Architecture for everyone, towards inclusive design.pdf


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Marylène THOMAS
Architect - France

Architecture for everyone, everywhere... towards
inclusive design.
Introduction
At a time of major debates on the "accessibility" laws and the resulting norms and regulations,
inclusive accessibility standards seems to be too often perceived as a "handicap" for the designer, an
additional difficulty in the many standards and regulations
regulations in which it is easy to drown ...
Since 2003, I have conducted research (including my graduation thesis), hundreds of audits, training,
information and I can always do the same "observation": accessibility bores, sometimes annoys
people ...
But if at Instead
nstead of seeing it as an obstacle to design, it was regarded as a challenge and an asset of a
more "beautiful" architecture? For all of us ?
In this document I will talk about a "guideline" to allow all designers to design accessible.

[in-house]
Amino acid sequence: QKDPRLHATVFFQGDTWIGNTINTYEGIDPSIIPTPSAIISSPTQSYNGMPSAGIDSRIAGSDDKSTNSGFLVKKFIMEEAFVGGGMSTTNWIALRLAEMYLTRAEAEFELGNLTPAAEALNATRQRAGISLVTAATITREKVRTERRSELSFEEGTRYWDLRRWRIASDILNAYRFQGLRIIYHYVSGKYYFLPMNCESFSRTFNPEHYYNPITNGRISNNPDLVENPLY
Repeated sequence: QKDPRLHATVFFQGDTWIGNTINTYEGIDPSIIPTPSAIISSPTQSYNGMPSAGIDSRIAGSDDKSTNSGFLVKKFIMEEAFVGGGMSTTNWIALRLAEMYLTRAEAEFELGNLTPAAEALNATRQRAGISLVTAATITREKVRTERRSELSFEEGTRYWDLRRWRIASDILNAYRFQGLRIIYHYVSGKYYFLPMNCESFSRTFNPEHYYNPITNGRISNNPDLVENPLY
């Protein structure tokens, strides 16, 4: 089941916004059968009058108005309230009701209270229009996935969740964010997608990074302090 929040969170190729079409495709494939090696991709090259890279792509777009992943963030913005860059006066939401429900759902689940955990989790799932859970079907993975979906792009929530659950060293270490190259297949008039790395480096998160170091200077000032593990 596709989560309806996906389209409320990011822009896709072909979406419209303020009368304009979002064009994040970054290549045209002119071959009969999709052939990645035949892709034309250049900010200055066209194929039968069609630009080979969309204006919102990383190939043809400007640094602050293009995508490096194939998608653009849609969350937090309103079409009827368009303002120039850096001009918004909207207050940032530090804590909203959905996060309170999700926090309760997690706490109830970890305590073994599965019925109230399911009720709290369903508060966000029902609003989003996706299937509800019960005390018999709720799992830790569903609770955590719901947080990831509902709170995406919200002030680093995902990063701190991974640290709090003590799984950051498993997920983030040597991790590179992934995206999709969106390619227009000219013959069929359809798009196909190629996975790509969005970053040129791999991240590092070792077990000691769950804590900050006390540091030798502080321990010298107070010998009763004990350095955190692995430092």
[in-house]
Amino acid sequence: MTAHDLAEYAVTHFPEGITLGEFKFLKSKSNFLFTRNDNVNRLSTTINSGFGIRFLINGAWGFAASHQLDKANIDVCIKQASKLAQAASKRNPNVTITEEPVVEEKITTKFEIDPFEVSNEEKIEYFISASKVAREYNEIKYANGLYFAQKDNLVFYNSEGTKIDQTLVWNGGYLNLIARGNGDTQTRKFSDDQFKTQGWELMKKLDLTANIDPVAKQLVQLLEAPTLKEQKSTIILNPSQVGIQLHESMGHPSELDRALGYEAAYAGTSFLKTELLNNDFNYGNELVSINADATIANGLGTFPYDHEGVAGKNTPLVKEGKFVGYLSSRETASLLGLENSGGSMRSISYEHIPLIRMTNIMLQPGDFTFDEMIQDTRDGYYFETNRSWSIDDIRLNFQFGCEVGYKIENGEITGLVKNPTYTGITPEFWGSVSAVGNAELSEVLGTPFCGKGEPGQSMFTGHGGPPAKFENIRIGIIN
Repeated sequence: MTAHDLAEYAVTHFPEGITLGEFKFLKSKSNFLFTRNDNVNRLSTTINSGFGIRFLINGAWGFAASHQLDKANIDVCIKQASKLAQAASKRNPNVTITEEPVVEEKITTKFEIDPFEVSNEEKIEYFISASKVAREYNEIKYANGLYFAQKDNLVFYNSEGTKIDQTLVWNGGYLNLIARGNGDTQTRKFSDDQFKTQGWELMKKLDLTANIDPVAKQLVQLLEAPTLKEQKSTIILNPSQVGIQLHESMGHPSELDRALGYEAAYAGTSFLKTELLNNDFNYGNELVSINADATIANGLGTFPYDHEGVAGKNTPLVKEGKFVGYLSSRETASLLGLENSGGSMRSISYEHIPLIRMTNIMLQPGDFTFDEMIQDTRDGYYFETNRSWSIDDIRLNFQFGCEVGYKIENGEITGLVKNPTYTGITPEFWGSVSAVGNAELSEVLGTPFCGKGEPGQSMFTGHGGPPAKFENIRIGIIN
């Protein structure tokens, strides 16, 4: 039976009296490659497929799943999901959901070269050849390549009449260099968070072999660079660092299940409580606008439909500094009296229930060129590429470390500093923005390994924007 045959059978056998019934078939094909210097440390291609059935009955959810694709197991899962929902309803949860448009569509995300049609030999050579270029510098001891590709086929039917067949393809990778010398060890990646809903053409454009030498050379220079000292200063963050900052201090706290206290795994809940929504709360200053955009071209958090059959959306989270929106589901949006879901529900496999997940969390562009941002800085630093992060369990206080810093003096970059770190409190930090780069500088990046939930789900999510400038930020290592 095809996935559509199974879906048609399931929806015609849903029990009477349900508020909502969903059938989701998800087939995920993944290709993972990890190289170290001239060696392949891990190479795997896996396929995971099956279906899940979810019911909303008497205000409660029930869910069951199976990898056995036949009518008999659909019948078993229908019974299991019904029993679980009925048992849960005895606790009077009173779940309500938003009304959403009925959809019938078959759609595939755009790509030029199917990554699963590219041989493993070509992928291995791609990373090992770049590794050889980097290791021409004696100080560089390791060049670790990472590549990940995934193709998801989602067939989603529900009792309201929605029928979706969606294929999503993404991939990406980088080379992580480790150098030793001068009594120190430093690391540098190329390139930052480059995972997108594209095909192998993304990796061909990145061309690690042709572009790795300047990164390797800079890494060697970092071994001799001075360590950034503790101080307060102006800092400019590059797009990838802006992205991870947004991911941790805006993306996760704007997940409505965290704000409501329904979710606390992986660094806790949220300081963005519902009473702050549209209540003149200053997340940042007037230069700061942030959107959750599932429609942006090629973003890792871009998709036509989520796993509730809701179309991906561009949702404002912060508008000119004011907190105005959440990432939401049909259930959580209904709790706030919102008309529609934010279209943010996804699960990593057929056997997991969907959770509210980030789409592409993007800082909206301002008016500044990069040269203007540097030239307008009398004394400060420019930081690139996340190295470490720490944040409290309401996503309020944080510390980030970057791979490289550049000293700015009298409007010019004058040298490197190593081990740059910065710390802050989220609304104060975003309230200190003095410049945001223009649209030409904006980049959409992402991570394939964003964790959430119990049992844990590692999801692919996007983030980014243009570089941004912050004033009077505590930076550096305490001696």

It is not a recipe but just a guideline I use systematically.
I established this one from the observations made over more than ten years on my numerous audits
and trainings and which - as an architect - allows me to see accessibility as an integral part of the
design, as wellll as functionality, aesthetics, etc ...
Accessibility as aesthetic architecture, felt is a challenge for everyone, an asset for all. This guideline
can be achieved in two points:
- to know the handicap to know the man of today
- understand the notion of chain of movement.

The design standards based on old anthropometric are no longer adapted to the men and women of
today. The future belongs to an open world without discrimination of use and
and ways (of life). It's time.
The design of all elements - inseparable from the consideration of "well-being"
"well being" or "better being" if
necessary, takes into account all the senses of man. Inclusive design or architecture is not just
limited to mobility. Being able to see, smell, feel is an integral part of the process of living well in
one's environment, from the scale of the city to that of the object.